Abstract and Keywords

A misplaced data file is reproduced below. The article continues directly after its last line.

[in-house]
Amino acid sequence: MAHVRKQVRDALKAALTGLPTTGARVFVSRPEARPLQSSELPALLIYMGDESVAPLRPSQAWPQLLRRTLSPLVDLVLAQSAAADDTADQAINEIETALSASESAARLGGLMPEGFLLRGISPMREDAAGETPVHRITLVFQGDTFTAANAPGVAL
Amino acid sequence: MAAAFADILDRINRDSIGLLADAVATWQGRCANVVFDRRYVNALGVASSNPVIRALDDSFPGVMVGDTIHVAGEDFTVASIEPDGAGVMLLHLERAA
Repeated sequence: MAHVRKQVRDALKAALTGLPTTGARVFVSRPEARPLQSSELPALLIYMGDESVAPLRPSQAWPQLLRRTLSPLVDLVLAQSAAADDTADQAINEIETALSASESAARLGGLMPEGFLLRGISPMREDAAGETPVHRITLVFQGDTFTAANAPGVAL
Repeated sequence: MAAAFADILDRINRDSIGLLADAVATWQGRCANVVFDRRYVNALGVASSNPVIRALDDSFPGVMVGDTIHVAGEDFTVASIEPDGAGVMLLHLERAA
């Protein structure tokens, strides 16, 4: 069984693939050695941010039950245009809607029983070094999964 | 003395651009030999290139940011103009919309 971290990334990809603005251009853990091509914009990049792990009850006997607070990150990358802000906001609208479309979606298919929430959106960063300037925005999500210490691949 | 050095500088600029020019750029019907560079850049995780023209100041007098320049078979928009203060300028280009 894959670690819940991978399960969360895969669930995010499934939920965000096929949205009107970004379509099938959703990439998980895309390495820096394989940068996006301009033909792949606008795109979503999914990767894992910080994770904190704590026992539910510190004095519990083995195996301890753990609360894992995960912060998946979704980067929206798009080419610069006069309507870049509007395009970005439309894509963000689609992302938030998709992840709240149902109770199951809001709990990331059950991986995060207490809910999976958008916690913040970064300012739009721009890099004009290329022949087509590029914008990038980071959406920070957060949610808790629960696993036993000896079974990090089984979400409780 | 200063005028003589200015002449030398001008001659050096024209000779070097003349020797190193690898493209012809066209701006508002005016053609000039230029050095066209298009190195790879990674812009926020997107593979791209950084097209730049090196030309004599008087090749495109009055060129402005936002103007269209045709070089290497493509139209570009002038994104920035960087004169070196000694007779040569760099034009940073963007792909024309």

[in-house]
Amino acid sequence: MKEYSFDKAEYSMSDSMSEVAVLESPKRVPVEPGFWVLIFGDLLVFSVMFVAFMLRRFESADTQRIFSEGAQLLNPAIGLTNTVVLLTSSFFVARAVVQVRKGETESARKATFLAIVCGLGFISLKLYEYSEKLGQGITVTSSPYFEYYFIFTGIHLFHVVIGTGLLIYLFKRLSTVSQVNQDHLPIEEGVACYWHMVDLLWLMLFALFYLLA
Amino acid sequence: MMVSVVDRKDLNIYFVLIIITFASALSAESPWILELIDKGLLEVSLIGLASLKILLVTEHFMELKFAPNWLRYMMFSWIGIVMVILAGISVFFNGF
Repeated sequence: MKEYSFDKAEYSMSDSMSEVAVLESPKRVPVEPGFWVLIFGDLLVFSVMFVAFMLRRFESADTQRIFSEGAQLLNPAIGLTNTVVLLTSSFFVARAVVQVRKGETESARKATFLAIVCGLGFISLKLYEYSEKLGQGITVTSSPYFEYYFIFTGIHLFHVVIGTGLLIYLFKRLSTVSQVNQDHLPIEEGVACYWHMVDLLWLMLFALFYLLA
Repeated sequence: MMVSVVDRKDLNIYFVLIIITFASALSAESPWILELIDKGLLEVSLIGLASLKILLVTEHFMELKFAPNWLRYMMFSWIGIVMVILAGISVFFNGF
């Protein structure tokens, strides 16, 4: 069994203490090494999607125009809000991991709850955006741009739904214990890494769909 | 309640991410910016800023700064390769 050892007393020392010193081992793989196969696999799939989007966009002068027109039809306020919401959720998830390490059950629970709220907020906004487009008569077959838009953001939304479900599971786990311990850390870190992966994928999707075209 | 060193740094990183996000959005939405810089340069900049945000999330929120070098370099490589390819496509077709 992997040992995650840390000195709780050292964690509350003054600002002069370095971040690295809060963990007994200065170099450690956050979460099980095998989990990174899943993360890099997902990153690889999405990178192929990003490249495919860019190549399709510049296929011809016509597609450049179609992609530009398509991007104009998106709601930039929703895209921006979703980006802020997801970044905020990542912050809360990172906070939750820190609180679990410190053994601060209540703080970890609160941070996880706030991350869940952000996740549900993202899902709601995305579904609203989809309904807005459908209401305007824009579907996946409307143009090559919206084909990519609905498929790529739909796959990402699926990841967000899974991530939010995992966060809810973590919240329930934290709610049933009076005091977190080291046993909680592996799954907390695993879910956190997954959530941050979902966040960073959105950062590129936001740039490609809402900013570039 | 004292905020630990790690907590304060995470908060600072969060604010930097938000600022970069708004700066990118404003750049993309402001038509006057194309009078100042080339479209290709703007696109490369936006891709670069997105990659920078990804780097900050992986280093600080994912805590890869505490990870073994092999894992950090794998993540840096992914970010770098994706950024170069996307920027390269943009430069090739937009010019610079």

Neurogenetics research is advancing understanding of how genetic variation gives rise to individual differences in brain function, which, in turn, shapes behavior and risk for psychopathology. Despite these advancements, neurogenetics research is currently confronted by three major challenges: 1) conducting research on individual variables with small effects, 2) absence of detailed mechanisms, and 3) a need to translate findings towards greater clinical relevance. This essay showcases techniques and developments that address these challenges and highlights the benefits of a neurogenetics approach to understanding brain, behavior, and risk for psychopathology. To address the challenge of small effects, we explore approaches including incorporating the environment, modeling epistatic relationships, and using multilocus profiles. To address the challenge of mechanism, we explore how nonhuman animal research, epigenetics research, and GWAS can inform our mechanistic understanding of behaviorally relevant brain function. Finally, to address the challenge of clinical relevance, the essay examines how neurogenetics research can identify novel therapeutic targets and identify for whom treatments work best. By addressing these challenges neurogenetics research is poised to exponentially increase our understanding of how genetic variation interacts with the environment to shape the brain, behavior and risk for psychopathology.
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